There are a number of challenging symptoms in the earlier stage of dementia with Lewy bodies which has a greater impact than other types of dementia.
Some of these symptoms are unique to dementia with Lewy bodies while other symptoms do appear in other types of dementia, but not until much later in the progression of the disease. So the loss of independence occurs much sooner for people with dementia with Lewy bodies than in other types of dementia.
What are the first signs of dementia with Lewy bodies?
Below is a summary of some of the most challenging symptoms that Mum experienced from very early on in her illness.
Fluctuating cognition is where someone will swing from a state of near-normal functioning to becoming drowsy and/or confused/ distracted. The severity, type and duration of symptoms can vary.
Mum suffered from fluctuating cognition from very early in her illness and could change from near-normal functioning to becoming very confused and agitated throughout the day.
Fluctuating cognition makes it very difficult to plan the level of care someone with dementia with Lewy bodies will need throughout the day, as they can swing from someone who is capable of fairly independent living, to someone who needs someone with them to keep them safe.
Visual hallucinations are where someone sees something or someone that is not there i.e. they don’t exist except in their mind. Dementia with Lewy bodies causes 2 out of 3 people to suffer from visual hallucinations. These hallucinations range from well-formed images of people (often children) or animals to more abstract visions such as shapes and colours.
Again Mum suffered from hallucination from very early in her illness right up until the end of her life. She would often ‘see’ people and would talk to them frequently. Before Mum was diagnosed with dementia with Lewy bodies (and I understood that it was a symptom of her disease) I found her hallucinations quite alarming and used to spend ages trying to convince her there was ‘no-one there’. I now realise this was the wrong thing to do, as her hallucinations were very real to her, and trying to convince her otherwise just led to distrust and paranoia.
Multitasking and problem solving
People with dementia with Lewy bodies lose the ability to carry out simple everyday tasks, as they struggle to access information that is stored in the brain. In addition, people with dementia with Lewy bodies tend to lose their thinking skills sooner than a person with Alzheimer’s, impacting early on their quality of life.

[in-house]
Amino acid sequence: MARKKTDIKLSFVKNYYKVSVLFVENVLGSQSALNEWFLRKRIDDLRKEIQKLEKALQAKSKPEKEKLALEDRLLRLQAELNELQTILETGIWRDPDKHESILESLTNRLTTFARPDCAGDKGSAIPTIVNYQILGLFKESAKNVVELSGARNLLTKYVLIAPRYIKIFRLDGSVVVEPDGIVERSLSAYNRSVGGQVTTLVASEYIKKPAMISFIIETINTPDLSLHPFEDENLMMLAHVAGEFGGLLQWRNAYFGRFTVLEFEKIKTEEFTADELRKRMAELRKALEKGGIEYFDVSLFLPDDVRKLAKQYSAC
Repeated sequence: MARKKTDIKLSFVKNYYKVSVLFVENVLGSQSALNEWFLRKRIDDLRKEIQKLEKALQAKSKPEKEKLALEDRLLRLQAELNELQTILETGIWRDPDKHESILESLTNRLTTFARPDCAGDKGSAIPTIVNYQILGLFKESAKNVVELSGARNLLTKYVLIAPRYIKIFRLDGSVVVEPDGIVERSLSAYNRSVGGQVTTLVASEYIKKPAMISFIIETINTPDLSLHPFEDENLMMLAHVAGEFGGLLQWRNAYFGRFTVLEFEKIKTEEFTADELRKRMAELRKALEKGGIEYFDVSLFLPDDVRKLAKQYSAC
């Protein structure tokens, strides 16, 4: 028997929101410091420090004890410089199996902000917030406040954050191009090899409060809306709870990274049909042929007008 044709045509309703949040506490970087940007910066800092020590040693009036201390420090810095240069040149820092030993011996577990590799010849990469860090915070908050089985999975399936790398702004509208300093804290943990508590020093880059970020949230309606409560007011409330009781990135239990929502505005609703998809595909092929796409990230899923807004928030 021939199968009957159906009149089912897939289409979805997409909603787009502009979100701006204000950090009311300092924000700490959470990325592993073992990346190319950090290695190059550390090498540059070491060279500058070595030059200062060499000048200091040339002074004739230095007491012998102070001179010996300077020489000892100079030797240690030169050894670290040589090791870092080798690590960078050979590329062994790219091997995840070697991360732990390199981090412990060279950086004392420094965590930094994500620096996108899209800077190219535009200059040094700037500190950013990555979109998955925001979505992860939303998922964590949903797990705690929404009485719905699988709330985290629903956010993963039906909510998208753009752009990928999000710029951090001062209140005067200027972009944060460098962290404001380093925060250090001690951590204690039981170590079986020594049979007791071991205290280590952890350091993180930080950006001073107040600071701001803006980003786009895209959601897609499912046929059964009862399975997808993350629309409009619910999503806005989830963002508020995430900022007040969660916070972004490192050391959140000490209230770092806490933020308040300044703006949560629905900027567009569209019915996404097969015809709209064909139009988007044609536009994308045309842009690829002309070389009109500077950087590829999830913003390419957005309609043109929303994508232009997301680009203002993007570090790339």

Mum struggled with many basic day to day tasks from very early in her illness. Many things like cooking and cleaning she stopped attempting but even making a cup of tea or coffee became very difficult very quickly resulting in embarrassment and a loss of confidence.
Problems with visual and spatial perception
People with dementia with Lewy bodies often visually misinterpret objects which seem to move or zoom towards/away from them or change shape. They also struggle with depth perception and directional sense.
Again this was a real problem for Mum from the start of her illness. She was forever bumping into things and really struggled to walk up and downstairs.
Falls in blood pressure and dizziness
Dementia with Lewy bodies affects the nervous system which can cause orthostatic hypotension (a drop in blood pressure) resulting in dizziness on standing.
Mum suffered from this from the start of her illness right through until the end of her life. Although dizziness on standing can be overlooked in a long line of more dramatic symptoms, it had quite a significant impact on Mum and she started having panic attacks as a result.
Motor (movement) problems
Up to two-thirds of people with dementia with Lewy bodies develop motor (movement) problems at some point.
The movement problems they experience are those of Parkinson’s disease and can be as severe as in Parkinson’s but usually milder. Tremor may also appear but is much less common and less severe than in Parkinson’s.
Mum suffered from stiff joints from the start of her illness, a problem that got progressively worse throughout her illness.
The above is a quick summary of the symptoms we found most challenging while caring for Mum. I have covered these symptoms and the strategies we put into place, in more detail in the book I wrote charting our journey.